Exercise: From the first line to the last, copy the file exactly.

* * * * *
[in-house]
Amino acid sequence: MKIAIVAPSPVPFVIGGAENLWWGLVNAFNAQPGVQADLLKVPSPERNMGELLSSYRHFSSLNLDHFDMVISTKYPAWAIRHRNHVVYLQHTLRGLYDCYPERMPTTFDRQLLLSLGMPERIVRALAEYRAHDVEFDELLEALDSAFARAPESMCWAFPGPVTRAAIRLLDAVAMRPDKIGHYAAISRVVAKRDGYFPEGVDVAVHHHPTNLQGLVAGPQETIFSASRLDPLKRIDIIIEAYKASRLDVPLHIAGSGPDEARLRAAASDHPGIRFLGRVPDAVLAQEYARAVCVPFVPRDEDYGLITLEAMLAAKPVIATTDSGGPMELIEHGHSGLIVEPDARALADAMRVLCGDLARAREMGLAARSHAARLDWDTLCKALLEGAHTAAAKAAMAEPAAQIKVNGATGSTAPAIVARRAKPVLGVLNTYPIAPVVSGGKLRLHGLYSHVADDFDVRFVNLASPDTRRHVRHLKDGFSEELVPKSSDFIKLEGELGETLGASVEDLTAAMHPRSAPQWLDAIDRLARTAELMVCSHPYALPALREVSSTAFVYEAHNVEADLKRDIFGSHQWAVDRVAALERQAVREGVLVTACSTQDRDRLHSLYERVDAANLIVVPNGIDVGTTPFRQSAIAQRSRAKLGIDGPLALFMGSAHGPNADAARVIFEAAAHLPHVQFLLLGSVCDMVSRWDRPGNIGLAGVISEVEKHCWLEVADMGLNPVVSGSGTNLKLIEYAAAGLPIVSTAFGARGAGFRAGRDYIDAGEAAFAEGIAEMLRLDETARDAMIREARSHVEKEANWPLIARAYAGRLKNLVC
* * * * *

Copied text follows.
[in-house]
Amino acid sequence: MKIAIVAPSPVPFVIGGAENLWWGLVNAFNAQPGVQADLLKVPSPERNMGELLSSYRHFSSLNLDHFDMVISTKYPAWAIRHRNHVVYLQHTLRGLYDCYPERMPTTFDRQLLLSLGMPERIVRALAEYRAHDVEFDELLEALDSAFARAPESMCWAFPGPVTRAAIRLLDAVAMRPDKIGHYAAISRVVAKRDGYFPEGVDVAVHHHPTNLQGLVAGPQETIFSASRLDPLKRIDIIIEAYKASRLDVPLHIAGSGPDEARLRAAASDHPGIRFLGRVPDAVLAQEYARAVCVPFVPRDEDYGLITLEAMLAAKPVIATTDSGGPMELIEHGHSGLIVEPDARALADAMRVLCGDLARAREMGLAARSHAARLDWDTLCKALLEGAHTAAAKAAMAEPAAQIKVNGATGSTAPAIVARRAKPVLGVLNTYPIAPVVSGGKLRLHGLYSHVADDFDVRFVNLASPDTRRHVRHLKDGFSEELVPKSSDFIKLEGELGETLGASVEDLTAAMHPRSAPQWLDAIDRLARTAELMVCSHPYALPALREVSSTAFVYEAHNVEADLKRDIFGSHQWAVDRVAALERQAVREGVLVTACSTQDRDRLHSLYERVDAANLIVVPNGIDVGTTPFRQSAIAQRSRAKLGIDGPLALFMGSAHGPNADAARVIFEAAAHLPHVQFLLLGSVCDMVSRWDRPGNIGLAGVISEVEKHCWLEVADMGLNPVVSGSGTNLKLIEYAAAGLPIVSTAFGARGAGFRAGRDYIDAGEAAFAEGIAEMLRLDETARDAMIREARSHVEKEANWPLIARAYAGRLKNLVC